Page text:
Title of contribution:
Transpersonal spirituality in clinical psychology
Where & when:
Sunday, May 31st, 2020
11:30 – 13:30
Presentation: Transpersonal spirituality in clinical psychology
Psychology as a science initially sought to become more specific. Early psychoanalytic authors started their own schools based on small theoretical differences. However, the development of science leads to integration – the three major psychological schools’ psychotherapeutic contributions and critiques have been integrated into the paradigm of developmental psychopathology (Ranschburg, 1989). This process, as well as the intention of psychology to become similar to natural sciences, resulted in turning away from transpersonal psychology, which feeds on spiritual roots and grew out of the humanistic school (Grof, 2008). However, spiritual needs and demands are unquestionable, this is confirmed by the fact that the WHO currently assesses health according to the bio-psycho-socio-spiritual dimensions (WHO, 1999). Professional healers (physicians, psychologists) often experience that clients turn to alternative “helpers” to satisfy their spiritual needs, so it is worth considering how could we integrate spirituality into our everyday medical (Saad, 2017) or psychological practice (Bagdy, 2011).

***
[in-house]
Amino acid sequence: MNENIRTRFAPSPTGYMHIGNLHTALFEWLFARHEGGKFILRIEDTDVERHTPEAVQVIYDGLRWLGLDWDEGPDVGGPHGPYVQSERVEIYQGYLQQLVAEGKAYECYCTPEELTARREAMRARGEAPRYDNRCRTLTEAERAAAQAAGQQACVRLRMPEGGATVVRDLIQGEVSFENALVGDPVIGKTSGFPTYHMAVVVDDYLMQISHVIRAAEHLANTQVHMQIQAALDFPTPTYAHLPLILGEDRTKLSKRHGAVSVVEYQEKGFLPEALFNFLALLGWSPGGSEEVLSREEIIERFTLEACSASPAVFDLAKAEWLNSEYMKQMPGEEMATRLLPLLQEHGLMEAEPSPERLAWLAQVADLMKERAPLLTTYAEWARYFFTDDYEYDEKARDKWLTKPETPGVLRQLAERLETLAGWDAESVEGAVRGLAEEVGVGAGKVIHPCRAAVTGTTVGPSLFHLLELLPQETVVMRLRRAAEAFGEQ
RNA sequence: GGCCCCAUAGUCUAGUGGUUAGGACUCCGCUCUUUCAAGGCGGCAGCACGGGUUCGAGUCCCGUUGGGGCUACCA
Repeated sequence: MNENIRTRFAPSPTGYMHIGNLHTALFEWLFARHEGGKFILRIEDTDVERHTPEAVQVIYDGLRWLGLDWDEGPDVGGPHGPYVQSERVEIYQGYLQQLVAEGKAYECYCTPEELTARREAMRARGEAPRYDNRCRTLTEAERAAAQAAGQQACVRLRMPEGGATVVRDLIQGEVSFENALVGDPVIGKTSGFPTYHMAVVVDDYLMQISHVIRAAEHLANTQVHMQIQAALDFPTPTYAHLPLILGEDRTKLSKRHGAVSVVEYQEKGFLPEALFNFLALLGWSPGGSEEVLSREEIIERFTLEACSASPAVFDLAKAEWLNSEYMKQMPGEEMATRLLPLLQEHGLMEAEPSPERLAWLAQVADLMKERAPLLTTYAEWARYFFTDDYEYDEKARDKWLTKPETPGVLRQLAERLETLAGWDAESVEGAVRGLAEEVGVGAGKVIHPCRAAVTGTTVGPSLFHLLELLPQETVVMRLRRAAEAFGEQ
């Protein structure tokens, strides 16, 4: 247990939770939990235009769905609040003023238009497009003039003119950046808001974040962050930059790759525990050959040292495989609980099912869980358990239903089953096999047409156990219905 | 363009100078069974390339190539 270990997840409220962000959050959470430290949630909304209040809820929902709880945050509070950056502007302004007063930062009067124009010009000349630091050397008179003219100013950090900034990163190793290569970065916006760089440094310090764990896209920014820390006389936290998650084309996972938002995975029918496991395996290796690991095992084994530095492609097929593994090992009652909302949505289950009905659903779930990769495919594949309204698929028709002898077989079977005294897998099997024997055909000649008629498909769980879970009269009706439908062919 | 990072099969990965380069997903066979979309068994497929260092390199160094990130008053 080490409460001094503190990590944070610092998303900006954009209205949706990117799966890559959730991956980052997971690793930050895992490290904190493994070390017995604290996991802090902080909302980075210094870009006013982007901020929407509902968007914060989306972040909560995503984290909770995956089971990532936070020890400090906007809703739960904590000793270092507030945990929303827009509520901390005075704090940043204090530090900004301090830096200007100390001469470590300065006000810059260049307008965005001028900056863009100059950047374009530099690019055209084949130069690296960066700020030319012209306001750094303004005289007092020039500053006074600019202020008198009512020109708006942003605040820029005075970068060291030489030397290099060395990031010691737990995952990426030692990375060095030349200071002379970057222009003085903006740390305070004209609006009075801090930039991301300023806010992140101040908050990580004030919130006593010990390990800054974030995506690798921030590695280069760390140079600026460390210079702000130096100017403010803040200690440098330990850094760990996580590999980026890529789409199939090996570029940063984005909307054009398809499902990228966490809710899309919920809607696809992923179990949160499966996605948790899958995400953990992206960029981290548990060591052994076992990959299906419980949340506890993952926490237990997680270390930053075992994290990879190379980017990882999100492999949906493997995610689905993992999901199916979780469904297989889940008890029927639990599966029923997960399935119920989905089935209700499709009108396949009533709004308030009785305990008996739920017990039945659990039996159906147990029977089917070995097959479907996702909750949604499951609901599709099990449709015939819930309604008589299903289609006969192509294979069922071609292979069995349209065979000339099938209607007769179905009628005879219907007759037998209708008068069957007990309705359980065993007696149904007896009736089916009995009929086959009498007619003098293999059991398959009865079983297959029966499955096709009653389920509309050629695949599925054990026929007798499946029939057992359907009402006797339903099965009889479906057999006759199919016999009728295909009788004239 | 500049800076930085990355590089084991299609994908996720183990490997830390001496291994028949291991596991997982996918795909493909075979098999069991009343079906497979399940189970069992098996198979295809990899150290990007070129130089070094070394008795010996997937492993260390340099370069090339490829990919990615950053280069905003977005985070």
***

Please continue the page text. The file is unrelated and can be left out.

In my theoretical review, the approach of the major psychological schools (psychoanalytic, cognitive-behaviorist, humanistic, family therapy) will be compared to the transpersonal view. I will present the ‘peak experience’ and the ‘inner-radar’ concept, which are considered to be the cornerstones of transpersonal psychotherapy, and review a few transpersonal methods (Grof, 2008).
About Raffai Gellért:
2008-2011 BA in Psychology (Behaviour analyst), 2011-2013 MSc in Health Psychology; 2013-2016 Ph.D. in Health Sciences (in progress), 2016- Clinical Psychologist training
A practicing psychologist who experienced transpersonal techniques (yoga, vipassana meditation, holotropic breathwork…) and uses transpersonal approaches in daily work (mindfulness, visualization…).